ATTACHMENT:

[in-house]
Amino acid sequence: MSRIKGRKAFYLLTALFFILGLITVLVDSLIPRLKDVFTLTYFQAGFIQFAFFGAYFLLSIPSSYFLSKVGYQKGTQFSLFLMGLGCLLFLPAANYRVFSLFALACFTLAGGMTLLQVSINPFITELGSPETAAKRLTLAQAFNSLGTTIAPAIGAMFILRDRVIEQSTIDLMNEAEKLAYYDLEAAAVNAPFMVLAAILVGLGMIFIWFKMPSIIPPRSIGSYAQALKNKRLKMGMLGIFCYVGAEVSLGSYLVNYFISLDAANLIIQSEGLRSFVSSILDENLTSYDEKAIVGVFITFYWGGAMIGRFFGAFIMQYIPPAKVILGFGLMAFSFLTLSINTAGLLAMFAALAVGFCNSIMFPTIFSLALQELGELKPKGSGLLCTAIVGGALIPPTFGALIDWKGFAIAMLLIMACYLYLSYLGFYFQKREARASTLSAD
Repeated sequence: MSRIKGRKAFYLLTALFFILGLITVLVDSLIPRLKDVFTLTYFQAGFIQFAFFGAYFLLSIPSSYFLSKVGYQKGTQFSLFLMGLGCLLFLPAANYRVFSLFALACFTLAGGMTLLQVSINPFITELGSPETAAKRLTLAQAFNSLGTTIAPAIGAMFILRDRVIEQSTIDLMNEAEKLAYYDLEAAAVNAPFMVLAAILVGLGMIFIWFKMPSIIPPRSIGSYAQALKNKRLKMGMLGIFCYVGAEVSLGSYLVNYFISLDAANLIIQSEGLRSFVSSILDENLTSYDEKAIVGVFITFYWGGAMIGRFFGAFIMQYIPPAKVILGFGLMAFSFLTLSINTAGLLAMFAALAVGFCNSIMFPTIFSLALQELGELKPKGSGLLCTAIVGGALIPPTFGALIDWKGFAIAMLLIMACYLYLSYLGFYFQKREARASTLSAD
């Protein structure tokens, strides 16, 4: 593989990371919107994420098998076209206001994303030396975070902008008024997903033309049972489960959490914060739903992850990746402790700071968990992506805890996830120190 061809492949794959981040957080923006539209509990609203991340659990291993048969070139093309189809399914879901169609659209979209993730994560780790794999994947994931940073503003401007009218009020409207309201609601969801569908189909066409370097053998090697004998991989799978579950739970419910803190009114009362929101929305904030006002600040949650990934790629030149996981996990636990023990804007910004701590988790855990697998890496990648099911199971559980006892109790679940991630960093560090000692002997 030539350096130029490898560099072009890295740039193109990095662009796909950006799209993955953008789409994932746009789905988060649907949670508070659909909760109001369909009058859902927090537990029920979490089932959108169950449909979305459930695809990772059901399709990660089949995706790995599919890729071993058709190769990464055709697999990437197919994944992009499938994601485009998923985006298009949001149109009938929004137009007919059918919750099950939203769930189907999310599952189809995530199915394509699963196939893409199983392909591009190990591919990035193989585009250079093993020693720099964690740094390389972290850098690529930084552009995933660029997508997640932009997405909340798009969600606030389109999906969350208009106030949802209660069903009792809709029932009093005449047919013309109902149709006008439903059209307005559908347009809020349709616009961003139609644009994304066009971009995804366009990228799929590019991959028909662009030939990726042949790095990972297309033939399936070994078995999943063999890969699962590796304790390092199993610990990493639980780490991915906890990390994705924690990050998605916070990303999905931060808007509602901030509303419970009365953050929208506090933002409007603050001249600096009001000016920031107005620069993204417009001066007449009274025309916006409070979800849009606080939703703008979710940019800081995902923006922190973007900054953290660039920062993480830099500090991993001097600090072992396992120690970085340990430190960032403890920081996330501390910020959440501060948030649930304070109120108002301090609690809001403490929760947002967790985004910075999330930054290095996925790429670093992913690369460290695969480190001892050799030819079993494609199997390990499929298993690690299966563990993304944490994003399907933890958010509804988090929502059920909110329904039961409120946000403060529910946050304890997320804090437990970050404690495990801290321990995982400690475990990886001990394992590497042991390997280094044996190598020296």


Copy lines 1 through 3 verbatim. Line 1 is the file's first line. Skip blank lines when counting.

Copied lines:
[in-house]
Amino acid sequence: MSRIKGRKAFYLLTALFFILGLITVLVDSLIPRLKDVFTLTYFQAGFIQFAFFGAYFLLSIPSSYFLSKVGYQKGTQFSLFLMGLGCLLFLPAANYRVFSLFALACFTLAGGMTLLQVSINPFITELGSPETAAKRLTLAQAFNSLGTTIAPAIGAMFILRDRVIEQSTIDLMNEAEKLAYYDLEAAAVNAPFMVLAAILVGLGMIFIWFKMPSIIPPRSIGSYAQALKNKRLKMGMLGIFCYVGAEVSLGSYLVNYFISLDAANLIIQSEGLRSFVSSILDENLTSYDEKAIVGVFITFYWGGAMIGRFFGAFIMQYIPPAKVILGFGLMAFSFLTLSINTAGLLAMFAALAVGFCNSIMFPTIFSLALQELGELKPKGSGLLCTAIVGGALIPPTFGALIDWKGFAIAMLLIMACYLYLSYLGFYFQKREARASTLSAD
Repeated sequence: MSRIKGRKAFYLLTALFFILGLITVLVDSLIPRLKDVFTLTYFQAGFIQFAFFGAYFLLSIPSSYFLSKVGYQKGTQFSLFLMGLGCLLFLPAANYRVFSLFALACFTLAGGMTLLQVSINPFITELGSPETAAKRLTLAQAFNSLGTTIAPAIGAMFILRDRVIEQSTIDLMNEAEKLAYYDLEAAAVNAPFMVLAAILVGLGMIFIWFKMPSIIPPRSIGSYAQALKNKRLKMGMLGIFCYVGAEVSLGSYLVNYFISLDAANLIIQSEGLRSFVSSILDENLTSYDEKAIVGVFITFYWGGAMIGRFFGAFIMQYIPPAKVILGFGLMAFSFLTLSINTAGLLAMFAALAVGFCNSIMFPTIFSLALQELGELKPKGSGLLCTAIVGGALIPPTFGALIDWKGFAIAMLLIMACYLYLSYLGFYFQKREARASTLSAD